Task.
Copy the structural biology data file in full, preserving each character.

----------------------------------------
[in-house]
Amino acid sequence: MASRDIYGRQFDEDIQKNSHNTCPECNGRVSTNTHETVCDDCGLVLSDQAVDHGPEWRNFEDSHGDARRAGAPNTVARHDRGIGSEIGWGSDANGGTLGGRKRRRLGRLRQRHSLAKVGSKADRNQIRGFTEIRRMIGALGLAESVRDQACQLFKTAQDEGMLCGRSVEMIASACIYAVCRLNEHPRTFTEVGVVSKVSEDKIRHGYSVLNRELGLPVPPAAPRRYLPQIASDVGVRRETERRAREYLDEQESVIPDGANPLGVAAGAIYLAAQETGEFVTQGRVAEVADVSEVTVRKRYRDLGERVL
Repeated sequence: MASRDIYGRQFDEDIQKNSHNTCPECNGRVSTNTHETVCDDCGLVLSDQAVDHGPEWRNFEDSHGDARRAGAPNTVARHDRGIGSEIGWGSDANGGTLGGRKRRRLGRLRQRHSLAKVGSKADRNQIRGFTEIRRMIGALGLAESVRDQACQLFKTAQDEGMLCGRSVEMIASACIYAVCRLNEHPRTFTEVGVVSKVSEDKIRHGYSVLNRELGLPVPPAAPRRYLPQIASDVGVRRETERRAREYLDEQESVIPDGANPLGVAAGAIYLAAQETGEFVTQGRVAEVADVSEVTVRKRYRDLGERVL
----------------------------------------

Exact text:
[in-house]
Amino acid sequence: MASRDIYGRQFDEDIQKNSHNTCPECNGRVSTNTHETVCDDCGLVLSDQAVDHGPEWRNFEDSHGDARRAGAPNTVARHDRGIGSEIGWGSDANGGTLGGRKRRRLGRLRQRHSLAKVGSKADRNQIRGFTEIRRMIGALGLAESVRDQACQLFKTAQDEGMLCGRSVEMIASACIYAVCRLNEHPRTFTEVGVVSKVSEDKIRHGYSVLNRELGLPVPPAAPRRYLPQIASDVGVRRETERRAREYLDEQESVIPDGANPLGVAAGAIYLAAQETGEFVTQGRVAEVADVSEVTVRKRYRDLGERVL
Repeated sequence: MASRDIYGRQFDEDIQKNSHNTCPECNGRVSTNTHETVCDDCGLVLSDQAVDHGPEWRNFEDSHGDARRAGAPNTVARHDRGIGSEIGWGSDANGGTLGGRKRRRLGRLRQRHSLAKVGSKADRNQIRGFTEIRRMIGALGLAESVRDQACQLFKTAQDEGMLCGRSVEMIASACIYAVCRLNEHPRTFTEVGVVSKVSEDKIRHGYSVLNRELGLPVPPAAPRRYLPQIASDVGVRRETERRAREYLDEQESVIPDGANPLGVAAGAIYLAAQETGEFVTQGRVAEVADVSEVTVRKRYRDLGERVL